We met Mama at 3:00 pm and proceeded to an open space just to the south of the hotel for what promised to be a highlight of the trip – a traditional dance by the Dogon people.  This dance lasts about 20 minutes, and is performed periodically as a way to remember dead ancestors.  The dancers (all men) wear face masks that symbolise various animals and categories of people – young maidens, warriors, blacksmiths, thieves, snakes, hyenas, cows, evil spirits, and so on, and the dancing is exuberant, energetic, colourful, fast and full of meaning.  It was a huge honour for Andrew and me to be welcomed into the audience for the dance, and as you might imagine, I didn’t stop taking photos and video footage (the latter on my mobile phone) during the entire performance.  It was mesmerizing, compelling, hypnotic, unforgettable and outrageously photogenic.

When the dancing stopped, the significance of the masks and the dance movements were explained to Andrew and me as guests of the village, after which he had an opportunity to thank the performers and have our photo taken with them. 

The dancing may have stopped, but our time exploring Sanga had not.  Today was Sanga’s weekly market day (using the Dogon five day week, the normal calendar in this part of the world).  So we joined the long line of local people (and several goats) coming and going on a narrow track between the town and the small knoll on which the market was taking place.

I love most traditional markets, and this one was even better than most.  It was a riot of colour and activity.  Most of the sellers were women, dressed brightly in their “market best” attire, sitting on the ground selling their wares – household goods, crops (with a special emphasis on onions), fruit, noodles, maize paste, spices, cloth, clothes (mostly from China), and lots more.  The atmosphere was busy but friendly, with lots of smiles and people passing the time in animated conversations.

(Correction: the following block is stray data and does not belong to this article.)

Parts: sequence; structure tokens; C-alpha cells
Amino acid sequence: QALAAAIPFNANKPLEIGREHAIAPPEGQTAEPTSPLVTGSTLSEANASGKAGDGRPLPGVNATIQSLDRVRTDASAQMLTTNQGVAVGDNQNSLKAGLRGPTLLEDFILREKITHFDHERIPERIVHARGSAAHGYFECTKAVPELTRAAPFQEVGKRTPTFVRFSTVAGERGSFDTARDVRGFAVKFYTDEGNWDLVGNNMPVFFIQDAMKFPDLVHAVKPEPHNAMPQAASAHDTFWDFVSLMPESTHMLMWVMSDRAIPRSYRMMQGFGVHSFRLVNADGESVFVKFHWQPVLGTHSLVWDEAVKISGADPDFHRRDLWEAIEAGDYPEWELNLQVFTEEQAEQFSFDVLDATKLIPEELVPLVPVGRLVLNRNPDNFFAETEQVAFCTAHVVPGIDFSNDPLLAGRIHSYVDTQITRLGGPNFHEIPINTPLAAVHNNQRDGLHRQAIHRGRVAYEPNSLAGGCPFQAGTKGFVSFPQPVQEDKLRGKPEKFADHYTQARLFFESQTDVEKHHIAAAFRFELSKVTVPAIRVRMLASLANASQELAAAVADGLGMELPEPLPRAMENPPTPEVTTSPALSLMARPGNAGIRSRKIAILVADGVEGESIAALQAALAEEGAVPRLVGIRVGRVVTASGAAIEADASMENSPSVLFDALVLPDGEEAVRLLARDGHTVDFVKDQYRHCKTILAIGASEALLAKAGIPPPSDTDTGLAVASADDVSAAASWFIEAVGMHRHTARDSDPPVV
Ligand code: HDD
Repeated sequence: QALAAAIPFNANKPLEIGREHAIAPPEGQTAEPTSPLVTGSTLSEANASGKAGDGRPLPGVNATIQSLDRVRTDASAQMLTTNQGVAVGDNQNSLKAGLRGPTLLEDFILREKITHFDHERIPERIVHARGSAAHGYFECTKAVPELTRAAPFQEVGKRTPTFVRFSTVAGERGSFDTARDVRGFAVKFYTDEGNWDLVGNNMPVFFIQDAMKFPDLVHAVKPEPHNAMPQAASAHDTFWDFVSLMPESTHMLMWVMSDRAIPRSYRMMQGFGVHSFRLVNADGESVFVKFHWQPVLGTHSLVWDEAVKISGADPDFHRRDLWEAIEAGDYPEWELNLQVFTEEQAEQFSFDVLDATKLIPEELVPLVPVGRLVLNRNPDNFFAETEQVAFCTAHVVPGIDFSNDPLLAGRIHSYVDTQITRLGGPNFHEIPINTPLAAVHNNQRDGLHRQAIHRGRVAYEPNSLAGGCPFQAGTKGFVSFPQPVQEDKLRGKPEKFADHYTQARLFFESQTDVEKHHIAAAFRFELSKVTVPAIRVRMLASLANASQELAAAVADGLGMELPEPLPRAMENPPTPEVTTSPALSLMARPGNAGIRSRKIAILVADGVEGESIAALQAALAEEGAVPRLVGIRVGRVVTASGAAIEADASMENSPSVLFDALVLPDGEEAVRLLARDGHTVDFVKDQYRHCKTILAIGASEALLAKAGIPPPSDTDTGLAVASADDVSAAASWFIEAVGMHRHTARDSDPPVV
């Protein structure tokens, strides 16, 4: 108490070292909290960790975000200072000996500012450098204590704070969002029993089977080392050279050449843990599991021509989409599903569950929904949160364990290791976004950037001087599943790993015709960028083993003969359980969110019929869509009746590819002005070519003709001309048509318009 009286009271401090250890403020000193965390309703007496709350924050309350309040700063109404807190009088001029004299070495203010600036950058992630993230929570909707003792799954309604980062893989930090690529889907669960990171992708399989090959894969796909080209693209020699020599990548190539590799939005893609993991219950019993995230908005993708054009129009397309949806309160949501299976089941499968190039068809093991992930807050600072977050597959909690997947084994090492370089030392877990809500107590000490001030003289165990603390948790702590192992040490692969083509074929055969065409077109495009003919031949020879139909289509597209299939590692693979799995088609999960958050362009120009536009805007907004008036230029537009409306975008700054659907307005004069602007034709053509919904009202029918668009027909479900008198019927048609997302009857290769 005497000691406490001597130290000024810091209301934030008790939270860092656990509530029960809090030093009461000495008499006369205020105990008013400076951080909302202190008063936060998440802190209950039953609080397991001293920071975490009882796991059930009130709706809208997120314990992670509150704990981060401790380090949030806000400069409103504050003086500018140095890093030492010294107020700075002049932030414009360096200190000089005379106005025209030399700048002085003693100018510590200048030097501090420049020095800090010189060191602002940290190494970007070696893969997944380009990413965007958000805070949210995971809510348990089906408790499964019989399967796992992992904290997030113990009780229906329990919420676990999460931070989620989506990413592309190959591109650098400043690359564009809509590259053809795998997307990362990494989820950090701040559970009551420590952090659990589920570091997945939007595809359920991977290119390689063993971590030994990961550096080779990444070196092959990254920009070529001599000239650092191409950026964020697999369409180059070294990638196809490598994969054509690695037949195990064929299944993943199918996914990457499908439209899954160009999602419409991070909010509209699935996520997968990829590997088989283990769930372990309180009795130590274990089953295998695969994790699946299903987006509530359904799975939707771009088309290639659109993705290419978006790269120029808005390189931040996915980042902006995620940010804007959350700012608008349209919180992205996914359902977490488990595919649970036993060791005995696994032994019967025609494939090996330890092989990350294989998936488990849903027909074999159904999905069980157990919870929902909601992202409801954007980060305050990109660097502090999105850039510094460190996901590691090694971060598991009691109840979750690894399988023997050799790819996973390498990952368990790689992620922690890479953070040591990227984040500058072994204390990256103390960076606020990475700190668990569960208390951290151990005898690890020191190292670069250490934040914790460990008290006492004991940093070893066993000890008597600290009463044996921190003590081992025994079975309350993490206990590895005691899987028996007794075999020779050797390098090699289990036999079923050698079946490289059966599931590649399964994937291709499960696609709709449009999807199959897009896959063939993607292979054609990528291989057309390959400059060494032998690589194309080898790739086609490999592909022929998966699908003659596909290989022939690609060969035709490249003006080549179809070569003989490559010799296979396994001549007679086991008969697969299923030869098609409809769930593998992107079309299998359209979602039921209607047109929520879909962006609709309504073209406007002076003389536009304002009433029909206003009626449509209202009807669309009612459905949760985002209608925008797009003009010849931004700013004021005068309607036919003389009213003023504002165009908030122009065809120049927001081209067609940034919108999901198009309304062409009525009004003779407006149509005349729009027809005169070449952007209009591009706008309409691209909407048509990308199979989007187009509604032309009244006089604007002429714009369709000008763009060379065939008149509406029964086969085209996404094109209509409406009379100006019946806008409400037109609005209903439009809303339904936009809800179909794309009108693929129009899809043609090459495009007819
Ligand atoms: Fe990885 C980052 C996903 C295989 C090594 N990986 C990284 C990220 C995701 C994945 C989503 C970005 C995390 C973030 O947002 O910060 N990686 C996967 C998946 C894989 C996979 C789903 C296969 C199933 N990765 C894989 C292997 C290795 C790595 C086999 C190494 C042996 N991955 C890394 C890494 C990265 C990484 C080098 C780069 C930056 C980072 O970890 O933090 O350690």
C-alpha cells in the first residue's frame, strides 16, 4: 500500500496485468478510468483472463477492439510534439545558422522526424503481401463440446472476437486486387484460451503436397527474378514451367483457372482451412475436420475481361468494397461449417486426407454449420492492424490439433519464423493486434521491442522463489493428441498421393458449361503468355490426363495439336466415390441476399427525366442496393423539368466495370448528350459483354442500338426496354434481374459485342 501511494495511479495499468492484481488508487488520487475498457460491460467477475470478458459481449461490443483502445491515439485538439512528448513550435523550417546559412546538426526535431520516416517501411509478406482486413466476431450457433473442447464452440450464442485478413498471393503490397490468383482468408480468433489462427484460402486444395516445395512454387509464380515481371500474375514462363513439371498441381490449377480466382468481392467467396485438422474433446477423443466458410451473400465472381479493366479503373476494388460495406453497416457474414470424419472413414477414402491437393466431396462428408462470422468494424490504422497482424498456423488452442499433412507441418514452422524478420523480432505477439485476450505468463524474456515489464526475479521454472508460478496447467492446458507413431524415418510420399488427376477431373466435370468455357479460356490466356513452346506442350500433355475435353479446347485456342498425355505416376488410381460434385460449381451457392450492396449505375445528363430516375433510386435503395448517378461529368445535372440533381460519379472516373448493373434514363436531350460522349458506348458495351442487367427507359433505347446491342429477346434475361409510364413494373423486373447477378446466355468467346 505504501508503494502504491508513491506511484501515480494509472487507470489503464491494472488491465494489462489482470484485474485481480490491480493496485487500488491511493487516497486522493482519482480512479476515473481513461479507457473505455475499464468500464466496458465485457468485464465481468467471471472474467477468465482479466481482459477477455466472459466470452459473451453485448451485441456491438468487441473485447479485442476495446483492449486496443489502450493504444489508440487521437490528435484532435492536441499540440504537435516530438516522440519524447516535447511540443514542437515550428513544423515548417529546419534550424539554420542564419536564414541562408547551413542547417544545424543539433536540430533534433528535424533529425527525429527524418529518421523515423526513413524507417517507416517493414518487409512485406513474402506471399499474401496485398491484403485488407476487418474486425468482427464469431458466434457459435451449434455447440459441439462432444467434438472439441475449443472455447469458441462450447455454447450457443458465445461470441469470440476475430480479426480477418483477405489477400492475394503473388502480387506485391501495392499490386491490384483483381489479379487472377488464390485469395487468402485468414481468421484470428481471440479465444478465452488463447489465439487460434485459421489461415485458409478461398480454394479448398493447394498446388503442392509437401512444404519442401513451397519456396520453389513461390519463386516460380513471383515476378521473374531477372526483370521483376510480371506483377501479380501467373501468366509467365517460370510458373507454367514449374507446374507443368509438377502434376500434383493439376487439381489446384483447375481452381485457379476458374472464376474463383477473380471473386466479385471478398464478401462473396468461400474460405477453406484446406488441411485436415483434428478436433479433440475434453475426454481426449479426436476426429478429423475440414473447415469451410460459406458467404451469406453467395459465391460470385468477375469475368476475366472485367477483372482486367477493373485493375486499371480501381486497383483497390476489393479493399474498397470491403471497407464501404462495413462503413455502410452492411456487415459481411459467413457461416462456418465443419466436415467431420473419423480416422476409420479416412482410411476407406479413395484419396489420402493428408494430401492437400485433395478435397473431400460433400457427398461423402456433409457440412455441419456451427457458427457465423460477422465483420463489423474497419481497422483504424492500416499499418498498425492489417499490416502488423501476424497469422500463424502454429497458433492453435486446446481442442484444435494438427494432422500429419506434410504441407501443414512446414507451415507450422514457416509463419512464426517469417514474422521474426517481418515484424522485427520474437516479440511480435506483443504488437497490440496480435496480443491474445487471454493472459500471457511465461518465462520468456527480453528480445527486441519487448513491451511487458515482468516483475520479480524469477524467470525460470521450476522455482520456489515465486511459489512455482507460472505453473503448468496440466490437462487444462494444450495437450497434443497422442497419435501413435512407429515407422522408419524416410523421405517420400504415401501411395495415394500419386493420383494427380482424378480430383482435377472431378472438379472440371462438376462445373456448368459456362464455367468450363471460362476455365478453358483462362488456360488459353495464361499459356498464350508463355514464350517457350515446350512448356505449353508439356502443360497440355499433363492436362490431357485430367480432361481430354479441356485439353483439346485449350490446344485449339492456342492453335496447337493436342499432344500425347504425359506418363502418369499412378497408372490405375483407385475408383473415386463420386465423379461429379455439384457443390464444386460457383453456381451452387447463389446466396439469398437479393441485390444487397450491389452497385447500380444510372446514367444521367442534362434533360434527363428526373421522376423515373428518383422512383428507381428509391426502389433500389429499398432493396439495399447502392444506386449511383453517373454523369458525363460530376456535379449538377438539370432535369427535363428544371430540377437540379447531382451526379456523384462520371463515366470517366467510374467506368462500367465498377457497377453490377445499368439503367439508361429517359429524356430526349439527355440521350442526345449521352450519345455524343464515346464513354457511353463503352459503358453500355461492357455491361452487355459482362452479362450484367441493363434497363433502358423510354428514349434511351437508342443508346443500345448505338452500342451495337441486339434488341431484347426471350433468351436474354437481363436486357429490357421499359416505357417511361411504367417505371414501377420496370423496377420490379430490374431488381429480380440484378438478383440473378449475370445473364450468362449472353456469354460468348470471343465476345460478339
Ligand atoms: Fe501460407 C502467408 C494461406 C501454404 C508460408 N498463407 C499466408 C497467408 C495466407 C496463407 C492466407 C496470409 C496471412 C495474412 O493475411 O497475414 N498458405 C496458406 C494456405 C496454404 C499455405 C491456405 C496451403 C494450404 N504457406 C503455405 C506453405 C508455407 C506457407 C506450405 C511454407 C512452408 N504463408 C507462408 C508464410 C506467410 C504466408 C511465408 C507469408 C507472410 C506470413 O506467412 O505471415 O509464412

As the sun became lower in the sky, we headed back to the hotel, stopping briefly for the obligatory “just have a quick look sir” in the small shops near the hotel entrance.  The shops contained a sparse and depressing ensemble of old, dusty wooden masks, broken wooden locks, cracked miniature doors, and cheap jewellery, all of which I found easy to resist to the bitter disappointment of the tourist-starved proprietors.

We arrived back at the hotel at a little after 5:00 pm.  There was still an hour to go before the electricity would be turned on, but the interior of our room was already very dark.  There was no alternative but to accept the hotel manager’s suggestion of a cool drink in the beautiful garden of the hotel.  It was very pleasant to enjoy the cool afternoon breeze and watch the colourful line of people leaving the market knoll, walking along the narrow track through the valley below us.

The hotel might lack electricity (and of course internet), but the atmosphere and the warmth of the hospitality more than compensated.  Andrew and I had a spaghetti and beef dinner on the outside terrace of the hotel, and were pleased to see that unlike our recent stays in Segou and Mopti, we were not the only guests in the hotel – this time we are sharing the hotel with an elderly French couple.

I guess the recovery of Mali’s tourism industry has to begin with small steps.  Dogon Country is an excellent place for it to start – although not easily accessible and lacking infrastrcture, it is safe, secure, hospitable, and very importantly, distinctively unique.

Day 12 - Mopti to Dogon Country


8 January 2014